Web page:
AUDIE CORNISH, HOST:
One quick question for you - would you rather get a call from the IRS or a debt collector? If Congress gets its way, private debt collectors will be working for the IRS to recover back taxes. That's thanks to a provision tucked into the highway bill. NPR's Brian Naylor reports.
BRIAN NAYLOR, BYLINE: Road building has traditionally been paid for with the gas tax, but inflation and more efficient cars mean the gas tax doesn't bring in the revenue it used to. So lawmakers have turned to the Washington equivalent of looking under the seat cushions for loose change. One pile they are claiming is unpaid income taxes. Congress estimates it could find some $5 billion that way by hiring private collection agencies to go after taxpayers. But critics like Chi Chi Wu of the National Consumer Law Center say, at the most, government would get half that.
CHI CHI WU: Two-point-five billion dollars is a lot of blood to try to get out of a stone. And this isn't just funny math. This is, like, fantasy math.
NAYLOR: That's because she says most of the outstanding debt is owed by low-income taxpayers, plus the collection agencies would get big fees. In fact, the government tried hiring private collection agencies to recover tax debts about 10 years ago but gave up after losing money on the effort. Wu says there were also a lot of complaints like this one she read to me.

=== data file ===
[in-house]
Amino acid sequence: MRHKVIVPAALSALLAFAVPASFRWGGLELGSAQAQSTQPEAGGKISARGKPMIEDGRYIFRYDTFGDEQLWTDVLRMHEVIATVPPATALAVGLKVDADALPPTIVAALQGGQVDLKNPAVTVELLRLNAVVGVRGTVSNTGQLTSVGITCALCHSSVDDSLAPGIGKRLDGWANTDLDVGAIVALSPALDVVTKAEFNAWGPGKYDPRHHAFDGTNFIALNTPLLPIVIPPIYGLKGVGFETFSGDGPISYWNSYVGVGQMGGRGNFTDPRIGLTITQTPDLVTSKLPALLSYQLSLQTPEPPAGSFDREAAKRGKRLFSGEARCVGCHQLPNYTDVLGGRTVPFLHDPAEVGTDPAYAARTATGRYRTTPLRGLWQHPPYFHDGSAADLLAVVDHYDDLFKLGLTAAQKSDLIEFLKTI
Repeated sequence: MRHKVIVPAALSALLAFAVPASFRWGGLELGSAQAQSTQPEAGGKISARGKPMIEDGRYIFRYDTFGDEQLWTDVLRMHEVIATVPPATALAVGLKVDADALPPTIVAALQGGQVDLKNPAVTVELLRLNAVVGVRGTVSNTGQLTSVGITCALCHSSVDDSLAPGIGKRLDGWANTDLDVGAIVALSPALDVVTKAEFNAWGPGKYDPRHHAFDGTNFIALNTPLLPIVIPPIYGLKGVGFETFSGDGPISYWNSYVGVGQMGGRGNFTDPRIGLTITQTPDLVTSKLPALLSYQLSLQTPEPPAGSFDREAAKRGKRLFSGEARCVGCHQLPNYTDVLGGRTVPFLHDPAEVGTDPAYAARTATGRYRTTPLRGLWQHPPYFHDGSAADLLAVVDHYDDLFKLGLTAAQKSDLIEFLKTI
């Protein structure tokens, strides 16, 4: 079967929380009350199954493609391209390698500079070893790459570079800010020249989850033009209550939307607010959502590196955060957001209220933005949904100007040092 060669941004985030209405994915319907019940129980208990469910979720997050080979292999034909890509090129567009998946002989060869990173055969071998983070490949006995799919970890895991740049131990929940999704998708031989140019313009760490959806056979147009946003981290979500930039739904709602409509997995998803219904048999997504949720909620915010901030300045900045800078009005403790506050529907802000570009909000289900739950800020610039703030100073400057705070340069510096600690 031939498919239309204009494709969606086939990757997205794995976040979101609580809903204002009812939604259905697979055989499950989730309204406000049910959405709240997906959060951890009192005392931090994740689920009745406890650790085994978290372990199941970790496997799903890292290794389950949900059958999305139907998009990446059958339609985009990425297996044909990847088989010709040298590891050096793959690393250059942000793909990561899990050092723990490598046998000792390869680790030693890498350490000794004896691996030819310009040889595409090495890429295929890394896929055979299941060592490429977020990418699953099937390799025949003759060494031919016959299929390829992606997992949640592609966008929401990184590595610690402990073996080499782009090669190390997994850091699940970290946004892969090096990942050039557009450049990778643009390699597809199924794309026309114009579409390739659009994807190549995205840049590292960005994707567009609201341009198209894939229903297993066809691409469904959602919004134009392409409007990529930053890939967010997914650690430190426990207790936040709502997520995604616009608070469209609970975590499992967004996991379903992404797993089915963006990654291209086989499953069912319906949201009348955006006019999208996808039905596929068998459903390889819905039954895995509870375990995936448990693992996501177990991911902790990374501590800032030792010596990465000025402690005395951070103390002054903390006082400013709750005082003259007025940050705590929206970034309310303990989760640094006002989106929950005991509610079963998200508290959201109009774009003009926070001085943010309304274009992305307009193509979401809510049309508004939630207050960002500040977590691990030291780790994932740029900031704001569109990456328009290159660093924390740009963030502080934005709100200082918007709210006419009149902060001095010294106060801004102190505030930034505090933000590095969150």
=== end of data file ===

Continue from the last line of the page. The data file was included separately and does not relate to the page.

WU: (Reading) They keep calling my number and asking for my daughter who doesn't live with me for five to six years. I tried to tell them that we are not in good relationship and I do know where she is, but they just keep calling me and switching the numbers that they call me from.
NAYLOR: The IRS's Taxpayer Advocate is also critical of the proposal, saying it would paint a bull's-eye on the backs of the poor. And Tony Reardon, head of the National Treasury Employees Association, the union that represents IRS workers, says there's another problem.
TONY REARDON: IRS employees have tools at their disposal that they can use to work with taxpayers so that ultimately, the tax debt can get paid. But these private debt collectors do not have those same tools at their disposal.
NAYLOR: Tools like the ability to negotiate payment schedules and waive late payment penalties. But Robert Foehl of ACA International, the group that represents private collection agencies, says his industry has gotten a bad rap.
ROBERT FOEHL: The IRS will thoroughly vet and conduct due diligence on who they're going to be using. And they're going to be using our nation's professional, legitimate debt collectors, not the ones that we hear about the egregious behaviors in the news.
NAYLOR: Opponents say they'll fight to get private debt collection out of the final highway bill, but as it's in both the House and Senate versions, chances are it will remain. Brian Naylor, NPR News, Washington.
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